As we have already explained in various other scripts, the letter to the Hebrews also hints at the Rapture, for example in chapter 12:22-23. Paul writes: "... you (the Hebrews) have come  

  1. to Mount Zion and
  2. to the city of the living God, the heavenly Jerusalem, and
  3. to the myriads of angels, the general assembly, and to
  4. the assembly of the firstborn who are written in heaven,
  5. to God, the judge of all, and
  6. to the spirits of the righteous made perfect, and
  7. to Jesus, the mediator of a new covenant, and
  8. to the blood of sprinkling, which speaks better than Abel."

When we invite someone, we do not go to them, as a rule, but the invited person comes to us. If we apply this everyday concept to the letter to the Hebrews, we can say that the letter to them is an invitation to all those who believe in the God of the Bible but do not yet have a personal and living relationship with Jesus. In terms of salvation history, the author is addressing people who believe in God after the Rapture, who have not yet been born again, but God wants them to be given new and eternal life. James also hints at this in his letter when he advises the confused in the dispersion to ask the Lord for wisdom.  
Those who accept the invitation will ultimately enter the city of the living God, the heavenly Jerusalem, where God dwells and Jesus and the firstborn, where the angels are and all the spirits of the righteous made perfect.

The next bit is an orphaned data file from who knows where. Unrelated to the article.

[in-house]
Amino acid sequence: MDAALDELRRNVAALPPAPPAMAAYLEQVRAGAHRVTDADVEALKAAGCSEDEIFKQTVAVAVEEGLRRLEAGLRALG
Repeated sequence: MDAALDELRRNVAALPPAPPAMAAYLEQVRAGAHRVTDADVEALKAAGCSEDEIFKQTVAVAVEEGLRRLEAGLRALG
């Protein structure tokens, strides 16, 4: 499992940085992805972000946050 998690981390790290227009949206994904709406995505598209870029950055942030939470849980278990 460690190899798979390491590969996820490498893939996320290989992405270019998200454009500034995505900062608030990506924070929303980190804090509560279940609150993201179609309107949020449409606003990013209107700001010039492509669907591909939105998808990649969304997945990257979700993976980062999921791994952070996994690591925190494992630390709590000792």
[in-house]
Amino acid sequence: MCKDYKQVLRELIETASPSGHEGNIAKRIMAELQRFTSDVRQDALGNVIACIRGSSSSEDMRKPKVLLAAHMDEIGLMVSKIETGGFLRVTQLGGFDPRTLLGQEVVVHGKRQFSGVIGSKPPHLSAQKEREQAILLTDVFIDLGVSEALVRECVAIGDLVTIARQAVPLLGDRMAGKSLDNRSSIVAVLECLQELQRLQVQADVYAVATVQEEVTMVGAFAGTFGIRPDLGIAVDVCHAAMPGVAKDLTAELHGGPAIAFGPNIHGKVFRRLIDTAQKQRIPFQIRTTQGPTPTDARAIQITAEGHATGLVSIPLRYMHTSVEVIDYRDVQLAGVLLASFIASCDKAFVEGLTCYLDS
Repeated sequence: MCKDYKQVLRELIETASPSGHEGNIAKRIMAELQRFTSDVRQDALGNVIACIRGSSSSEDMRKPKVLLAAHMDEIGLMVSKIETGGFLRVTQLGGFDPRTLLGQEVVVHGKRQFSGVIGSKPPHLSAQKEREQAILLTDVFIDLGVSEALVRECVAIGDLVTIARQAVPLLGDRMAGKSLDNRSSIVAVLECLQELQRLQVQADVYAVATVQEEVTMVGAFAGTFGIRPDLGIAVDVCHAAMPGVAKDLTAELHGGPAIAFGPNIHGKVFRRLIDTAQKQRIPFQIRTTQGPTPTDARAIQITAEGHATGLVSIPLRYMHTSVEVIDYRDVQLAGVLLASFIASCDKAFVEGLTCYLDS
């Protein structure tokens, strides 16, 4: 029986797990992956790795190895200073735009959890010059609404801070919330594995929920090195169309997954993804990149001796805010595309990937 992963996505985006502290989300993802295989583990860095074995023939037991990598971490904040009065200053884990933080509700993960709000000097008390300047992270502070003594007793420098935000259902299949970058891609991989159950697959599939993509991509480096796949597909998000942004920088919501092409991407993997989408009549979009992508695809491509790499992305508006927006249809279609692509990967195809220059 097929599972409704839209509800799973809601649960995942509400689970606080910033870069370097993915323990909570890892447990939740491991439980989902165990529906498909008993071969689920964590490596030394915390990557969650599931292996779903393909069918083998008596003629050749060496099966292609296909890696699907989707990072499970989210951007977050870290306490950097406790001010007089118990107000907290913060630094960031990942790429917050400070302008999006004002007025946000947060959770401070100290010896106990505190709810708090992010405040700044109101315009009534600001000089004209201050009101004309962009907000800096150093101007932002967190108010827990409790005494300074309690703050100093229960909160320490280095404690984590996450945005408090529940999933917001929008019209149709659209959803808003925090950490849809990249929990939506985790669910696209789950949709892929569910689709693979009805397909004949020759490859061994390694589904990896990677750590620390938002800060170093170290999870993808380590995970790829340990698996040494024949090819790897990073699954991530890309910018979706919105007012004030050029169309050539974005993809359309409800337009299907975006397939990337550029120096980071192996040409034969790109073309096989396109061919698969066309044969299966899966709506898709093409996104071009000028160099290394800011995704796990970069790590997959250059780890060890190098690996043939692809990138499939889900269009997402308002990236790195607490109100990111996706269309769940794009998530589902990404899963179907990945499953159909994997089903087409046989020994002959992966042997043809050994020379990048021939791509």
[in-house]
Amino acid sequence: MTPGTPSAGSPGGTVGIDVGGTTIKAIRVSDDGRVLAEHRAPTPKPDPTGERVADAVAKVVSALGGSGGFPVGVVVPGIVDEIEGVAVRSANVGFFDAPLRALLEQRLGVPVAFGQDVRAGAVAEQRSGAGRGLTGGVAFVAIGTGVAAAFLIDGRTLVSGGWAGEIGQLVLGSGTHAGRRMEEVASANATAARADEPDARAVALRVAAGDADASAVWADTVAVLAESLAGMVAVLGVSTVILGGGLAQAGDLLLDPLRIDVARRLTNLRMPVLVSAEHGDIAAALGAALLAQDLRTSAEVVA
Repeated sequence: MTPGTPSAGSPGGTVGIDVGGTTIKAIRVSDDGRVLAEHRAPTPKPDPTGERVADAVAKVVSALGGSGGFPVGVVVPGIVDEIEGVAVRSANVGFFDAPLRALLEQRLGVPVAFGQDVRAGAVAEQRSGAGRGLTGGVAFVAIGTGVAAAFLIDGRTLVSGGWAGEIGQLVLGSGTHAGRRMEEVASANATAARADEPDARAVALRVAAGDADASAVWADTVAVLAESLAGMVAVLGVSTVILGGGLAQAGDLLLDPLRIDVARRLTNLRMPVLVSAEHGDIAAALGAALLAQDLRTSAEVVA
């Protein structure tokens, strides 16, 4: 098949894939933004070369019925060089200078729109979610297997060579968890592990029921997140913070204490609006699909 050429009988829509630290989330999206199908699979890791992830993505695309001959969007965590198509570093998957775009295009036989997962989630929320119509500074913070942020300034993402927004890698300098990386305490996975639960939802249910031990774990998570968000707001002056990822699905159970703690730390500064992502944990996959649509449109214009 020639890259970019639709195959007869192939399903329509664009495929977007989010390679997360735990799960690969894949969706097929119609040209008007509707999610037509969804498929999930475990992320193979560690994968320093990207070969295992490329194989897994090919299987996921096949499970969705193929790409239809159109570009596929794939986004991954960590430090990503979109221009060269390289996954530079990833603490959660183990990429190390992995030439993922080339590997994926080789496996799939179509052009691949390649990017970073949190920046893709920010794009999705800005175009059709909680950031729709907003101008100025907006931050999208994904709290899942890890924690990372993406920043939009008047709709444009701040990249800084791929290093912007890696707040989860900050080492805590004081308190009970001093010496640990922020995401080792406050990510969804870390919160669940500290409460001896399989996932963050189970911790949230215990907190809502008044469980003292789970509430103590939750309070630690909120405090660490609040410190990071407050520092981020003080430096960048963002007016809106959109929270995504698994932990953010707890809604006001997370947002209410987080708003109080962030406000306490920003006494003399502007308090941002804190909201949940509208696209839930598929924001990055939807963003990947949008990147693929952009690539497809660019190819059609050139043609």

Ephraim is and will remain God's firstborn and Manasseh the secondborn; together they will live in the castle of God, in Shushan, the lily of God. Hosea says something very sweet about Ephraim: "He will blossom like the lily", i.e. he will be in a state of eternal spring.

The twelve tribes in the dispersion are the 12 physical sons of James, er, Jacob. An insider tip among friends: Compare the letter of James with Jacob's prophecy in Genesis 49. We lay a trail for this: James 1: Reuben; chapter 2: Simeon and Levi, and Judah; chapter 4: Zebulun, chapter 5 Joseph and Benjamin. At the end of Jacob's prophecy, verse 28 literally states, without any linguistic smoothing: "All these tribes of Israel: twelve. This confirms that the tribes of Manasseh and Ephraim are not counted in James' letter and so, as always, the OT agrees with the NT.  

Dispersion The Third

And now let's look at the verse in which the word dispersion is used for the third time and try to find out whether the addressees of the two letters of Peter are, as Dr. Liebi asserts, the 12 dispersed tribes of Israel or not. We also proceed systematically here.      

Peter writes the first letter to the scattered strangers living in Pontus, Galatia, Cappadocia, Asia and Bithynia. In the second letter, in chapter 3:1, Peter reminds the recipients that this is already his second letter to them. We conclude from this that the recipients of the second letter are the same addressees as those of the first letter and, as already mentioned, these are the dispersed people in Pontus, Galatia, Cappadocia, etc. So we know where the scattered people live, but who the strangers are is unknown to us, we don't know, not yet.